‘Cora Bora’ Review: Meg Stalter Gets Idle Mess in Uneven Queer Comedy
SXSW: “Hacks” breakout Meg Stalter gets her own star vehicle, but charisma alone isn’t enough to carry this thinly sketched narrative forward.
Ever since her role in the Hollywood insider comedy Hacks, comedian Meg Stalter has pretty much cornered the lovably annoying character market. In the Emmy Award-winning HBO comedy From Hell, she steals the show as Kayla’s incompetent assistant, turning the clueless rich girl into an archetype, a lifestyle, and a personal brand. It was only a matter of time before some enterprising writer gave her a star vehicle of her own, and she turns out to be just as funny as the main character of Cora Bora.
A traditionally quirky comedy about a struggling musician trying to win back his girlfriend, “Cora Bora” follows a fairly predictable formula, right up until a cheesy detour in an orgy poly commune. Stalter is a whirlwind and a universe unto himself, and the other players just react to what he throws. While reliably funny, the uncomfortably confident loser’s unique brand isn’t enough to carry an entire film, but his charisma does a lot to elevate the familiar material.
Set between Los Angeles and Portland, “Cora Bora” follows struggling musician Cora (Stalter) strumming her acoustic guitar around a sparsely attended open mic. “It was a very big fish in a small pond situation,” he says of his recent move to Los Angeles, though his manager leaves him as soon as he gets the word out. Her connections to Portland include her parents and her long-distance partner. Justine (Jojo T. Gibbs), who is saved as “Justine Girlfriend” on her phone. Although they are not monogamous, Cora remains willfully ignorant of the mysterious woman’s voice that echoes in the background of Justine’s abstract phone calls.
After deciding to surprise Justine at her graduation party, Cora hops on a plane north, where she meets (and ignores) a cute musician (Manny Jacinto) after he steals her first-class seat. Waltzing back to her old home, Cora gets a rude awakening when she interrupts a cozy domestic scene as her new girlfriend Riley (Ayden Mayeri) folds the laundry and offers her tea. Both accomplished comedians, Mayeri and Stalter enjoy an awkward dance as Cora keeps changing Riley’s name and pretending to know her around the house.
Much of the film’s comedy comes from Cora’s wildly grandiose delusions, which she shamelessly shares with anyone who will listen. “LA is amazing,” he boasts. “I mean, people are really real. It’s like they all want to be what they’re not yet…” Stalter doesn’t allow even the tiniest shadow of doubt in her easy phrasing and awkward pauses, revealing that Cora’s poorly constructed reality hangs in the balance. The people around him can hardly keep up the illusion if they are exhausted by his tricks, though he doesn’t seem to notice or care.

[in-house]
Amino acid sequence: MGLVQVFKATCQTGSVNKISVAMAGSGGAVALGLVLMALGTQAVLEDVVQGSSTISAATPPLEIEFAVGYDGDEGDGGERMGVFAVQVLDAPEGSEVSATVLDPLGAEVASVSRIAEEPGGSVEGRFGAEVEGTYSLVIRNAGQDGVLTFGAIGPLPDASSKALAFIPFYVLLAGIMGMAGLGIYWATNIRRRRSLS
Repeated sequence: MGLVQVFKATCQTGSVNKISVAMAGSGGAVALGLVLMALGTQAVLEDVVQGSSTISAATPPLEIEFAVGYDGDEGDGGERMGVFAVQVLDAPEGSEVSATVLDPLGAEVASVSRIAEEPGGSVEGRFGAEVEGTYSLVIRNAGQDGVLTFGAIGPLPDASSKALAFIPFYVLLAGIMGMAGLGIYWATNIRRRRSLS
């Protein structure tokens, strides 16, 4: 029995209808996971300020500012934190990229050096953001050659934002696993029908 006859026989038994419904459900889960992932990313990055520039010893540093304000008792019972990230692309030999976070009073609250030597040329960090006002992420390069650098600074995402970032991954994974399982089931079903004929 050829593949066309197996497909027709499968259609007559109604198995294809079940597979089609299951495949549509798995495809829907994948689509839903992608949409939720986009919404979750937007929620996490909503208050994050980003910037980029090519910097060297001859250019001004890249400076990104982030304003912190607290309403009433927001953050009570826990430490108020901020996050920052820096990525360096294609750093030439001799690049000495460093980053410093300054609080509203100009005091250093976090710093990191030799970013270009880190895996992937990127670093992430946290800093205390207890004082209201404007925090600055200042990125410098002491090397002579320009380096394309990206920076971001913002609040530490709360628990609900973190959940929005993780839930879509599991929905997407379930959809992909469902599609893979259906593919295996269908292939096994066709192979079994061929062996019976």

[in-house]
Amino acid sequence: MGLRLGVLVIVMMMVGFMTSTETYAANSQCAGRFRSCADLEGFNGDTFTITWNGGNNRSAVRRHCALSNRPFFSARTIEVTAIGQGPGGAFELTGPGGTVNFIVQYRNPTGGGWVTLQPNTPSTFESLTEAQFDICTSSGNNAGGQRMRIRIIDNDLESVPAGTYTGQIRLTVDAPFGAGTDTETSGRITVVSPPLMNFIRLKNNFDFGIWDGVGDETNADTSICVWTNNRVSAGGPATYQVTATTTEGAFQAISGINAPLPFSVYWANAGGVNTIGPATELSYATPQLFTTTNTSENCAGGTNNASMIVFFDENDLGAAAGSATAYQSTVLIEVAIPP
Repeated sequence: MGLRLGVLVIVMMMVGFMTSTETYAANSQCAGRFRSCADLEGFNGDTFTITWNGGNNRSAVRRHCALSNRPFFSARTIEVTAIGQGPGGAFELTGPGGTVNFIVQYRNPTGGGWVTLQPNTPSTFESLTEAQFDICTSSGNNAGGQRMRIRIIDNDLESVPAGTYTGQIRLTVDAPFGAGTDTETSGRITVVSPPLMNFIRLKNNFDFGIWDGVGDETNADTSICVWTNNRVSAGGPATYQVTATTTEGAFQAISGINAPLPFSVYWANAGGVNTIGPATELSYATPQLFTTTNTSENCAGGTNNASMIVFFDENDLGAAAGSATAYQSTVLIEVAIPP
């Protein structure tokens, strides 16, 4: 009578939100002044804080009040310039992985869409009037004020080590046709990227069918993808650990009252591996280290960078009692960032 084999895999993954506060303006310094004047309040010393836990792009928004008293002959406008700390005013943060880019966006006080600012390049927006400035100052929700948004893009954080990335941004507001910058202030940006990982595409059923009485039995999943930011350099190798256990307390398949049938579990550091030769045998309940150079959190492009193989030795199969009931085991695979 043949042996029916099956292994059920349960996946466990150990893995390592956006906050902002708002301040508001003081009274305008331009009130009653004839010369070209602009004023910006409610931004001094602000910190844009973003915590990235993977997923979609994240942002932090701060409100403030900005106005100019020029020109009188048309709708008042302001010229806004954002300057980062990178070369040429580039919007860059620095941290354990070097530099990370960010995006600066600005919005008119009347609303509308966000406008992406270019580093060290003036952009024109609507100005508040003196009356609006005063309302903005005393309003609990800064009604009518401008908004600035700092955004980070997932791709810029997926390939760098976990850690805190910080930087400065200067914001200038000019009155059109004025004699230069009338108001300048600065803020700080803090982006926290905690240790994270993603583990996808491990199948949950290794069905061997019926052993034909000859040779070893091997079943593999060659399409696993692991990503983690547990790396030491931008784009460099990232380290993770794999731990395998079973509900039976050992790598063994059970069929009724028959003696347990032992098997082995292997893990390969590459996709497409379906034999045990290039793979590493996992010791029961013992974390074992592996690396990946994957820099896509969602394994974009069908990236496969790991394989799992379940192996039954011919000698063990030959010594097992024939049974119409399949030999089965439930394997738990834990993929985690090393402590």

Unfortunately, the humor rarely rises to laugh-out-loud levels, aside from a brief scene between Cora and her father, played by Darrell Hammond. Cora was outraged to learn that her parents had grown close to Riley in her absence, even engaging in her massage services. “Excuse me, did you massage my father?” she shouts, completely unimpressed by his honest response: “I can finally walk again.”
An ill-fated stay with a chihuahua named Taco, whose gender Cora keeps changing, ends predictably badly. After accepting a ride from some shady teenagers and exhausting Portland’s swiping options, Cora ends up in an off-the-grid, polyamorous commune with beaver meat and taxidermy. A brief appearance by Margaret Cho can’t save the aimless diversion from feeling bad, and instead of adding extra color, it only draws attention to the threadbare narrative.
Written by Rhianon Jones and directed by Hannah Pearl Utt, “Cora Bora” is a valiant effort at inclusive queer comedy. Of course, there’s no shortage of stoner comedies about loser young men, and it goes without saying that female filmmakers would love to try their hand at the genre. Stalter is a formidable screen presence, but his charm seems better suited to offbeat character roles opposite a strictly designed ‘straight man’.
With a thinly sketched premise and a Hail Mary pass of emotional depth that arrived at the end of the final act, the film is like a series of vignettes wrapped around Stalter’s charm. Unfortunately, charisma alone does not create an interesting narrative. “Cora Bora” is as aimless as its protagonist — and just as grating.
“Cora Bora” premiered at the 2023 SXSW Film Festival.
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